The Crow have been known to fast and worship at the tower, even erecting miniature stone dwellings for dream quests. One of the Lakota’s most renowned wars, cleansing ceremonies, and the tribe’s ceremonial Sun Dance have all taken place near the formation.
The Arapahoe, Cheyenne, Kiowa, and Shoshone have all established links to the tower, and various ceremonies and prayer offerings are still held there today. The NPS advises travelers to be polite and avoid disrupting religious items such as prayer cloths at the site.
8. Church of St. George, Ethiopia
Lalibela, a tiny village in northern Ethiopia, is famous for its eleven ancient churches carved out of monolithic rock. The churches, which date back to the twelfth century, were erected on the instructions of King Lalibela, who envisioned the development of a “New Jerusalem” at a period when pilgrimages to the holy site were hampered by Muslim invasions.
Today, the place attracts a great number of pilgrims, the majority of whom are Coptic Christians.
The constructions are remarkable, complete with catacombs and ceremonial tunnels; the Church of St. George, or Biete Ghiorgis (pictured), is especially famed for its cross-shaped architecture and network of trenches that connects it to the other churches.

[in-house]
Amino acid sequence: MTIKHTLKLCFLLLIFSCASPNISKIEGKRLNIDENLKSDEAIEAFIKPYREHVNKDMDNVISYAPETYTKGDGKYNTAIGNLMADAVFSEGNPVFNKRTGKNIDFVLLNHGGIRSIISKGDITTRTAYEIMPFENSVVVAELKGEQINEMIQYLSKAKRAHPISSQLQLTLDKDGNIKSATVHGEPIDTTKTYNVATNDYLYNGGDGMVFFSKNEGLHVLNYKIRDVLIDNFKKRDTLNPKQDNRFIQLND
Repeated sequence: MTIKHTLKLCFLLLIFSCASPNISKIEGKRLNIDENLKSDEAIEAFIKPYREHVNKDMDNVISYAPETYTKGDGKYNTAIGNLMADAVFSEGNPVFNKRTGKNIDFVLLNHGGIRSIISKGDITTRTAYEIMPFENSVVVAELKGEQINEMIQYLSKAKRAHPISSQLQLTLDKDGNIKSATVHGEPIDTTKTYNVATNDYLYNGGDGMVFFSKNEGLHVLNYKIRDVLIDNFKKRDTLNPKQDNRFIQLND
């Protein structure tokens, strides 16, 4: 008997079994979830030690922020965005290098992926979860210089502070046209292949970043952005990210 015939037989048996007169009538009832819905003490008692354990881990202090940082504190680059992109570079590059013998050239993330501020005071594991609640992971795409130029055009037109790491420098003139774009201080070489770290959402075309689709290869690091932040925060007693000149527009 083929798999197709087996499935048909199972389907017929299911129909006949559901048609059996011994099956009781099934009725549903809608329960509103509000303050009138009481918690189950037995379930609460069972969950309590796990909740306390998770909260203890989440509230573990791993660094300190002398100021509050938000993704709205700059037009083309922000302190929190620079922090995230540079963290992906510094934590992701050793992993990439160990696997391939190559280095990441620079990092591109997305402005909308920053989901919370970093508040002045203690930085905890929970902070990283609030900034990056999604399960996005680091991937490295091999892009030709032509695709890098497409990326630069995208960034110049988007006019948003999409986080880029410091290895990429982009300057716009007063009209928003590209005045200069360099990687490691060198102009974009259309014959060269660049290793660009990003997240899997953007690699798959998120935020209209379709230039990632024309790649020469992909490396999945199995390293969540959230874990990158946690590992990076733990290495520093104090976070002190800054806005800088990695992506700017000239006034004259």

9. Uluru, Australia
Uluru (also known as Ayers Rock or Big Red Rock) is a well-known Australian monument. Native Anangu Aboriginals—the land’s custodians—consider Uluru and its surrounding region holy, believing that their ancestors constructed it and that their spirits still inhabit it now.
In recognition of its cultural value, the Uluru-Kata Tjuta National Park Board of Management agreed in 2017 to prohibit tourists from climbing atop the rock, which was a favorite tourist activity at dawn and sunset, frequently followed by a champagne toast.
Tourists have been forced to go around Uluru’s base since October 2019, out of respect for the Anangu and the rock’s conservation.